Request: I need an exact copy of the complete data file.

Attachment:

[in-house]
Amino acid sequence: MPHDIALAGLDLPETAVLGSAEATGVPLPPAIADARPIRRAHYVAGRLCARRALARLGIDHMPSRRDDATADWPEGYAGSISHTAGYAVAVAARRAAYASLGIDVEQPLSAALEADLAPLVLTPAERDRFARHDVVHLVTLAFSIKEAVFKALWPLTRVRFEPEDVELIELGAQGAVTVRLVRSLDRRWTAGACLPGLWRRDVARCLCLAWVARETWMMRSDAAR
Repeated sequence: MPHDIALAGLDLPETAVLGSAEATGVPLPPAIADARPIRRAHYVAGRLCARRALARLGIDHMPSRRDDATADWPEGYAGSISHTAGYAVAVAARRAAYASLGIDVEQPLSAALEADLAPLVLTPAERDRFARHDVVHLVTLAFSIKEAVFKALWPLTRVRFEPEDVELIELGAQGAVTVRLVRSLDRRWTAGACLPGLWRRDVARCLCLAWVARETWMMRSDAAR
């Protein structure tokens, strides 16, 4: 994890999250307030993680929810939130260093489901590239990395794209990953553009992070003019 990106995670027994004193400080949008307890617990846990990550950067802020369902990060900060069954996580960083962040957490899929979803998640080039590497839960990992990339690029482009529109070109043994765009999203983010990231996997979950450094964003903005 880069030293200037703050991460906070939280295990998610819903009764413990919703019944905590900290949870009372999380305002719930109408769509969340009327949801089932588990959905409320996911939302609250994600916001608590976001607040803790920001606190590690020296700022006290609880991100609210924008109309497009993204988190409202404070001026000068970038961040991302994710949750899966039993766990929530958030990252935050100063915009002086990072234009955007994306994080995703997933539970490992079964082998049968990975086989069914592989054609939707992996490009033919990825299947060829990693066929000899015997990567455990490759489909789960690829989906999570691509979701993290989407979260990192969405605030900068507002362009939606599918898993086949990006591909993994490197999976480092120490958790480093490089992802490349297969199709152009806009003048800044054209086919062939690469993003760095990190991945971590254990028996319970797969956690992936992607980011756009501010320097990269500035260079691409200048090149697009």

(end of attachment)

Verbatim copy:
[in-house]
Amino acid sequence: MPHDIALAGLDLPETAVLGSAEATGVPLPPAIADARPIRRAHYVAGRLCARRALARLGIDHMPSRRDDATADWPEGYAGSISHTAGYAVAVAARRAAYASLGIDVEQPLSAALEADLAPLVLTPAERDRFARHDVVHLVTLAFSIKEAVFKALWPLTRVRFEPEDVELIELGAQGAVTVRLVRSLDRRWTAGACLPGLWRRDVARCLCLAWVARETWMMRSDAAR
Repeated sequence: MPHDIALAGLDLPETAVLGSAEATGVPLPPAIADARPIRRAHYVAGRLCARRALARLGIDHMPSRRDDATADWPEGYAGSISHTAGYAVAVAARRAAYASLGIDVEQPLSAALEADLAPLVLTPAERDRFARHDVVHLVTLAFSIKEAVFKALWPLTRVRFEPEDVELIELGAQGAVTVRLVRSLDRRWTAGACLPGLWRRDVARCLCLAWVARETWMMRSDAAR
């Protein structure tokens, strides 16, 4: 994890999250307030993680929810939130260093489901590239990395794209990953553009992070003019 990106995670027994004193400080949008307890617990846990990550950067802020369902990060900060069954996580960083962040957490899929979803998640080039590497839960990992990339690029482009529109070109043994765009999203983010990231996997979950450094964003903005 880069030293200037703050991460906070939280295990998610819903009764413990919703019944905590900290949870009372999380305002719930109408769509969340009327949801089932588990959905409320996911939302609250994600916001608590976001607040803790920001606190590690020296700022006290609880991100609210924008109309497009993204988190409202404070001026000068970038961040991302994710949750899966039993766990929530958030990252935050100063915009002086990072234009955007994306994080995703997933539970490992079964082998049968990975086989069914592989054609939707992996490009033919990825299947060829990693066929000899015997990567455990490759489909789960690829989906999570691509979701993290989407979260990192969405605030900068507002362009939606599918898993086949990006591909993994490197999976480092120490958790480093490089992802490349297969199709152009806009003048800044054209086919062939690469993003760095990190991945971590254990028996319970797969956690992936992607980011756009501010320097990269500035260079691409200048090149697009």